We do love the traditional Tuscan food and no visit would be complete without a dinner at one of the great trattorie. A favorite is La Casalinga.  We often go, as we did this time, to Camillo, right over the bridge. It’s crowded and the waiters like to joke. Who’s not happy with a plate of fried zucchini sticks to start, boned rabbit, roasted potatoes, and some most excellent Sirah from Cortona. Knowing we live in Cortona, the waiter, when we ordered our local wine, said we were “playing in the house,” an expression I really liked.  Good food, great talk with friends, and a walk out into the quiet. The missing traffic! Magic. Walking home along Via Tornabuoni, we were in a golden city.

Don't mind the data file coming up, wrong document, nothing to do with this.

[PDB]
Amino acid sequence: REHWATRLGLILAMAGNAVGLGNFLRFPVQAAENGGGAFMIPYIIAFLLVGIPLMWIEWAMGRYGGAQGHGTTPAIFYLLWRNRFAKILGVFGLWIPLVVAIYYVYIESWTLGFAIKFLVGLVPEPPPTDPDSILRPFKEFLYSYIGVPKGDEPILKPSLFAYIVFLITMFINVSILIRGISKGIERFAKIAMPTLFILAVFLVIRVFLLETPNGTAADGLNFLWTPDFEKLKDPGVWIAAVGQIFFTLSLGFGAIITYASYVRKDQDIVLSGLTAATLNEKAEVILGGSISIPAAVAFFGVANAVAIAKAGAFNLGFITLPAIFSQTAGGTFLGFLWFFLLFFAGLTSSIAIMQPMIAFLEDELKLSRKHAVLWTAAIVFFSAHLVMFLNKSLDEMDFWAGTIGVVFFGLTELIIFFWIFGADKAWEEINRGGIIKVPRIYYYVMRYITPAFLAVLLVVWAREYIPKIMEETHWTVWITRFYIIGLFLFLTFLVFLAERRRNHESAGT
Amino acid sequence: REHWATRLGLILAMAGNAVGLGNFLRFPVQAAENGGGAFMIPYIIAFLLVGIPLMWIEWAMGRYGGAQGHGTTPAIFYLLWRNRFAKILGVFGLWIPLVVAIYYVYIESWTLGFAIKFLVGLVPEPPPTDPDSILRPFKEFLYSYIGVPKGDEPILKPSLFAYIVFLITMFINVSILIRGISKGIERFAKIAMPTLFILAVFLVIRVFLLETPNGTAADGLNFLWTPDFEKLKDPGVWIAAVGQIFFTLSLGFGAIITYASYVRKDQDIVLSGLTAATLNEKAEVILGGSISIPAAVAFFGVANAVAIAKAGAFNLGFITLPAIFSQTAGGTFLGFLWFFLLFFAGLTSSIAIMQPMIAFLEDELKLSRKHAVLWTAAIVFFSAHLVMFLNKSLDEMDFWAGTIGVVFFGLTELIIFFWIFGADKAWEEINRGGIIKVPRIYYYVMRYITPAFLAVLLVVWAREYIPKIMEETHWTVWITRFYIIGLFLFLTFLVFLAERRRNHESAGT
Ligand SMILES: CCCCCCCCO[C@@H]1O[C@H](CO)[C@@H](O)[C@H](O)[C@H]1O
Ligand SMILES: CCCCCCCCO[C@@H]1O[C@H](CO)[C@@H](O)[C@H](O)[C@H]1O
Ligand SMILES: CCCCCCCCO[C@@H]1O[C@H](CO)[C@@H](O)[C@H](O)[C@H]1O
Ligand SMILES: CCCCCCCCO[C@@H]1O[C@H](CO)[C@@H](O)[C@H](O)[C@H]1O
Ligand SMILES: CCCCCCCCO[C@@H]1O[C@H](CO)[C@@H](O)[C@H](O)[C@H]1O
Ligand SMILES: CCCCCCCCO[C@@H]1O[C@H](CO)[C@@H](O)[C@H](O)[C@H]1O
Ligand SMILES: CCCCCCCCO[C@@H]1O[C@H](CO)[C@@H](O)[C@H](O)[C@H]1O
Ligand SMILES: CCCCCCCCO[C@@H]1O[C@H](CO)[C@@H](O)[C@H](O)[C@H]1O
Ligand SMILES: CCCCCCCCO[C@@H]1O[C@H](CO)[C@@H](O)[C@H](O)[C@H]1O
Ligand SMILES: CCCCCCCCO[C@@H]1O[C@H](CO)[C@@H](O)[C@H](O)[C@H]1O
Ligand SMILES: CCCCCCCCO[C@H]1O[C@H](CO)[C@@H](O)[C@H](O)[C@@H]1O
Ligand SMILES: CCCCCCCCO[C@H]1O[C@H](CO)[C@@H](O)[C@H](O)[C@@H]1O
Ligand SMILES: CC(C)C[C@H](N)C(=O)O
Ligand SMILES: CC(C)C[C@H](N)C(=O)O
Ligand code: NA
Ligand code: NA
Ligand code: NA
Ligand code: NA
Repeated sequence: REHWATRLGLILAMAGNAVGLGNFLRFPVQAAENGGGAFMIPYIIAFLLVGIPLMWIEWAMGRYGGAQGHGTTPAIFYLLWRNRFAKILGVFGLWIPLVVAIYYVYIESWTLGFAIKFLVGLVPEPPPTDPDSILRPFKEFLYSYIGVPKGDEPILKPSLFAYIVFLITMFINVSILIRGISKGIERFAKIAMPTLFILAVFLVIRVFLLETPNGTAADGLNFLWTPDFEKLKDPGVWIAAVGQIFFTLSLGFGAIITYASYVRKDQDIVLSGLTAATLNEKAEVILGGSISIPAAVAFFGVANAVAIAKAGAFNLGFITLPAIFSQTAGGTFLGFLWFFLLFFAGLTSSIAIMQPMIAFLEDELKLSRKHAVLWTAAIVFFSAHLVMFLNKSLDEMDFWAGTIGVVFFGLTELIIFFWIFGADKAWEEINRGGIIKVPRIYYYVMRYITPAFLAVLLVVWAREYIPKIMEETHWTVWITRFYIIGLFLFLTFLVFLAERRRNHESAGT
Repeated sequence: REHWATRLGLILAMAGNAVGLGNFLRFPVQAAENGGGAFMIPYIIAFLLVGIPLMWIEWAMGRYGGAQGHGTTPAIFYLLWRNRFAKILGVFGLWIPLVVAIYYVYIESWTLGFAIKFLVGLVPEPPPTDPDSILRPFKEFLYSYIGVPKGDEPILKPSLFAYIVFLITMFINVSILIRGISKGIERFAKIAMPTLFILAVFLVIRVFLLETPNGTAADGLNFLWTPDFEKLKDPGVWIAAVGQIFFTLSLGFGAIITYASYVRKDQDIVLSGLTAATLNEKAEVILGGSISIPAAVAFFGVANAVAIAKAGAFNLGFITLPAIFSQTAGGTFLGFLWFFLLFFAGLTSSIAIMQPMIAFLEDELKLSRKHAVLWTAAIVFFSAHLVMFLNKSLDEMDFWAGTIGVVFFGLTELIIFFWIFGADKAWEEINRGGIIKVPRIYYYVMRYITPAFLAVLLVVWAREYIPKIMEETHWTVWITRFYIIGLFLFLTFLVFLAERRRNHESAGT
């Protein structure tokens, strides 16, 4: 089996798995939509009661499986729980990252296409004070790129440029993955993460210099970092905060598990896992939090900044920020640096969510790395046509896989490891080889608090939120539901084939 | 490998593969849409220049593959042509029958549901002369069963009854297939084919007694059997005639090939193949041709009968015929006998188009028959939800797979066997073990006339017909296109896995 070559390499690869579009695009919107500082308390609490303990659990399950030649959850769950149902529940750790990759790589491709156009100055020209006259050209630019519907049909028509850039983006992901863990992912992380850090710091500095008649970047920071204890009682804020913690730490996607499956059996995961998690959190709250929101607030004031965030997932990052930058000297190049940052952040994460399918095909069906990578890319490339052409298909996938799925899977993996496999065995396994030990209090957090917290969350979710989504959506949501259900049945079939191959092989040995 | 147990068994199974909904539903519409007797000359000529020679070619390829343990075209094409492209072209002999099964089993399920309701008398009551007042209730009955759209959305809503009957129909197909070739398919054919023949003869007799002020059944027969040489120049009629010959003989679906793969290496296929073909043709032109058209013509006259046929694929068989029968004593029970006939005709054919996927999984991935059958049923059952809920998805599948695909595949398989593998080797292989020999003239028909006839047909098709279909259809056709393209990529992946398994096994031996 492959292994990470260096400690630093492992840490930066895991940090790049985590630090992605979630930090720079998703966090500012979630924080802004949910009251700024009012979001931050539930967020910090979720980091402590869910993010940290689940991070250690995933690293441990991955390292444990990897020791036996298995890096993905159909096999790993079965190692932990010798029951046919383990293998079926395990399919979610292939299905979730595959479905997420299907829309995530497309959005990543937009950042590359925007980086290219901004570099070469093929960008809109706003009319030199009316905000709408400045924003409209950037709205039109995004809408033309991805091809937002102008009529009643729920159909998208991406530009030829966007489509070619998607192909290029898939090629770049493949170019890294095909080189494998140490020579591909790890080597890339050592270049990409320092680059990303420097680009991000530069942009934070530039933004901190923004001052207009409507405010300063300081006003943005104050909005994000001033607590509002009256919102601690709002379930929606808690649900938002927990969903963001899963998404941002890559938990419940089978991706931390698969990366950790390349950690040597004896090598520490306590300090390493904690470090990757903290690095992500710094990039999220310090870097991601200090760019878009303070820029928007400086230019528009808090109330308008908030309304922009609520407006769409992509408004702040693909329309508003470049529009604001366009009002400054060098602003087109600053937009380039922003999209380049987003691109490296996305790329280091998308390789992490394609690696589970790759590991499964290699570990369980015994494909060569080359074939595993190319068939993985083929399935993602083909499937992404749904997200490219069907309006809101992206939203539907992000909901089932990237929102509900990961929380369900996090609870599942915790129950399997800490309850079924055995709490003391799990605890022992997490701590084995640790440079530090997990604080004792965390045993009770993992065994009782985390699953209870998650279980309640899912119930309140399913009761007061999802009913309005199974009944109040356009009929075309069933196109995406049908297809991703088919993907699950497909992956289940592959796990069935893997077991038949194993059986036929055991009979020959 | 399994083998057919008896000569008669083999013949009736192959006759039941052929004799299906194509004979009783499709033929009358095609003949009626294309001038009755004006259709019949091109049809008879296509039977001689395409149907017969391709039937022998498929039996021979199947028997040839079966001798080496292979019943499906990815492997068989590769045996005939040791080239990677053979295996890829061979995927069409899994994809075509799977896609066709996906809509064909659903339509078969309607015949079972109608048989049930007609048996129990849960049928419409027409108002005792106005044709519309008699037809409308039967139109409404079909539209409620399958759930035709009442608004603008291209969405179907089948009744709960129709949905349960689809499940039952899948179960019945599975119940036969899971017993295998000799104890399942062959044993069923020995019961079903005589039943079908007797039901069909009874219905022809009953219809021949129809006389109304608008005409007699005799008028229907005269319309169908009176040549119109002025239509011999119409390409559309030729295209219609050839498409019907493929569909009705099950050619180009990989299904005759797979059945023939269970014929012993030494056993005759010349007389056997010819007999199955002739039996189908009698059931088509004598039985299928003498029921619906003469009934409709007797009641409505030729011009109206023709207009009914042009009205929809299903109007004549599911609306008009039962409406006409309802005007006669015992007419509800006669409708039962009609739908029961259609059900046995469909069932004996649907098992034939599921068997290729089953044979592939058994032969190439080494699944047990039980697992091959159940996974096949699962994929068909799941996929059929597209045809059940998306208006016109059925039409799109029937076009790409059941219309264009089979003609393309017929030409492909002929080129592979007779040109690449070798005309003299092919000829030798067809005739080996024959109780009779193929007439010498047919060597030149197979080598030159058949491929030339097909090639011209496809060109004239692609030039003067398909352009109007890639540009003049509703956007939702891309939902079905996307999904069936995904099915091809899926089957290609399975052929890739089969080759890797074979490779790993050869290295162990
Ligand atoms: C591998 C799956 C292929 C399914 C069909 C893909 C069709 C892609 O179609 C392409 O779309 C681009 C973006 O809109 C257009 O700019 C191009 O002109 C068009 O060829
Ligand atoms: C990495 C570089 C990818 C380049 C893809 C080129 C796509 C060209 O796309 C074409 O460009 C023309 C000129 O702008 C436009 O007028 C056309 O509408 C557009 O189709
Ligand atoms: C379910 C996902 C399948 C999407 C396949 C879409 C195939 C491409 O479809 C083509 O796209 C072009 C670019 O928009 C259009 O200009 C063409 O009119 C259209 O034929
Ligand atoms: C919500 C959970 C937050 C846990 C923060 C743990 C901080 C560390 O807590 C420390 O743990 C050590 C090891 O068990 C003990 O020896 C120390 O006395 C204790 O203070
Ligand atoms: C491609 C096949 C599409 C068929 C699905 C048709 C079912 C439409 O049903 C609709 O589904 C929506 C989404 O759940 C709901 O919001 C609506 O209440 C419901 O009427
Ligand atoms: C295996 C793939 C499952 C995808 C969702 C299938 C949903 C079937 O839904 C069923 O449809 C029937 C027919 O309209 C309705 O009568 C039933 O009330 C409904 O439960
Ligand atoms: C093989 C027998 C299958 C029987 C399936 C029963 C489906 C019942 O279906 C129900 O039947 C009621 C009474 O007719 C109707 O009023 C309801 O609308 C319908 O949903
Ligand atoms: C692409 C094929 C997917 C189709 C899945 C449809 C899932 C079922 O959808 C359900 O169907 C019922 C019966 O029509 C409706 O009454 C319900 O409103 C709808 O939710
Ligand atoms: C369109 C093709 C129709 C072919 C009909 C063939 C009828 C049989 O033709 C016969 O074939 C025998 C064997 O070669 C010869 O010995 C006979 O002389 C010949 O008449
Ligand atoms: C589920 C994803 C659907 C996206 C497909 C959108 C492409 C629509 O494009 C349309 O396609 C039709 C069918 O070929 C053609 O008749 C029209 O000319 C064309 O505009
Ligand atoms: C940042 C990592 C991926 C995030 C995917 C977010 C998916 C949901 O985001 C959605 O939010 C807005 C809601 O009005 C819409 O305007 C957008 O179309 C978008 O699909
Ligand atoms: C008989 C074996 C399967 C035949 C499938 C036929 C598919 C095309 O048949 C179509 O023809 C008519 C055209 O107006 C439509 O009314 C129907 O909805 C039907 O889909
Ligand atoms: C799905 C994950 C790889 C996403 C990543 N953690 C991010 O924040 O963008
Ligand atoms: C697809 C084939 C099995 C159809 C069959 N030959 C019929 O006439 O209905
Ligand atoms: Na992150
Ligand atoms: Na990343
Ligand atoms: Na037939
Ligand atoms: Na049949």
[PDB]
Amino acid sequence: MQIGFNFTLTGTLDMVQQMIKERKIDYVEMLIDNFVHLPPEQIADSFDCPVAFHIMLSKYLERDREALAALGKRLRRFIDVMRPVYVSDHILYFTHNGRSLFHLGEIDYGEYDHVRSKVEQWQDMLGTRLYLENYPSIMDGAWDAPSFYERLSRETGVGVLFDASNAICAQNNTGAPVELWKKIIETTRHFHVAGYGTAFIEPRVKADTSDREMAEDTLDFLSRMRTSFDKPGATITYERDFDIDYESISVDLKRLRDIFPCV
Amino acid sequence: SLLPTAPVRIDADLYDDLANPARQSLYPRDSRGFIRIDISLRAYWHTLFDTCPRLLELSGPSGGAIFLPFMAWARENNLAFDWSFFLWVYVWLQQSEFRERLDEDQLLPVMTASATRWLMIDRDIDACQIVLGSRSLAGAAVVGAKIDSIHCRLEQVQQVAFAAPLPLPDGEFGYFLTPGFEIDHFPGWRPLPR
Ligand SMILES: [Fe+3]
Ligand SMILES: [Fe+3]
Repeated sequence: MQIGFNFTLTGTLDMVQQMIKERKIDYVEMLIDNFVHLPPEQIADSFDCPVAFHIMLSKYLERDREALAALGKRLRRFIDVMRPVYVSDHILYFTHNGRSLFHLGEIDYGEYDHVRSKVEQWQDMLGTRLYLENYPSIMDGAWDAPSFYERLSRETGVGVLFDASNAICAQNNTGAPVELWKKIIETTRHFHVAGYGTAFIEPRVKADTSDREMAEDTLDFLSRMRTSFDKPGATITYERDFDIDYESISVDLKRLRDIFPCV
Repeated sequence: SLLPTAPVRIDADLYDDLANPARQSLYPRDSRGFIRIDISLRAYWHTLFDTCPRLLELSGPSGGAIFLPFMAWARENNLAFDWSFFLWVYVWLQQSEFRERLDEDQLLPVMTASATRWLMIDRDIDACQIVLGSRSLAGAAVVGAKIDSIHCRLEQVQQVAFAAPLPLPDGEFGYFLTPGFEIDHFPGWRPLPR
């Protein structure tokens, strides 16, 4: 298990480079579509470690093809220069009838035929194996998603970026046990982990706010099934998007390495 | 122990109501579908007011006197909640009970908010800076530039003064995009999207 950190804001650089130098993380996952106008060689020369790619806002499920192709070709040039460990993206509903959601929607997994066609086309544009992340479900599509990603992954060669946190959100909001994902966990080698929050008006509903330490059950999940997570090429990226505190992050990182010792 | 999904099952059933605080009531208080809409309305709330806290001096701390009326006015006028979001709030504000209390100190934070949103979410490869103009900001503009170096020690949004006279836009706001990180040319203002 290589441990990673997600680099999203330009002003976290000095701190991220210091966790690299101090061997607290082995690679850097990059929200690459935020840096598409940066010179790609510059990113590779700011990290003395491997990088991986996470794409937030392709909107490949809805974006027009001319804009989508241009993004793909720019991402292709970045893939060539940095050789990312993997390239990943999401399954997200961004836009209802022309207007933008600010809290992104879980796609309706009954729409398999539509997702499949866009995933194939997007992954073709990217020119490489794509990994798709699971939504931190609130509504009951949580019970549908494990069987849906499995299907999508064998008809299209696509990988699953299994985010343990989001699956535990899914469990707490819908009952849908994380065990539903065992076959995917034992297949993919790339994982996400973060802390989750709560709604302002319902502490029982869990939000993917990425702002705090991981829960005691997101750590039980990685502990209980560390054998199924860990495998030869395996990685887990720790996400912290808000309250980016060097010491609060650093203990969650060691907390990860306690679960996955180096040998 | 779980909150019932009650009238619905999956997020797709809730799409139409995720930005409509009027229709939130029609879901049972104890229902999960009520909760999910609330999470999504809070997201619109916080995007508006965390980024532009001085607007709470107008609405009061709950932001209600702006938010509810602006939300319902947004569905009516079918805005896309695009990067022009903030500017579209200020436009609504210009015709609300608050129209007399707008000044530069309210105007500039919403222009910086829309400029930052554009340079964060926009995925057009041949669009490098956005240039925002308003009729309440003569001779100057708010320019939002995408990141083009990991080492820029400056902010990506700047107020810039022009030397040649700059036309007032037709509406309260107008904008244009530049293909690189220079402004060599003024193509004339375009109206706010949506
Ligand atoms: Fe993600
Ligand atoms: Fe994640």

August 29, 2015

Summer ’15–Recommendations from a Summer of Travel

They all speed by, don’t they–the summers? Whereas, winter lasts forever. For us, this has been an especially wonderful season. We finished two restorations. We traveled. We had our grandson Willie, now thirteen, visit in Italy for six weeks. We cooked and read and walked and swam. I redesigned and implemented Bramasole’s garden. I even wrote a little. We got up early, took afternoon naps, and stayed out often until two in the morning. Ed cycled hundreds of miles. I got into a regular exercise routine. So much happened, and from the standpoint of late August, it seems to have occurred in fast-forward mode.

Some fantastic recommendations from our travels: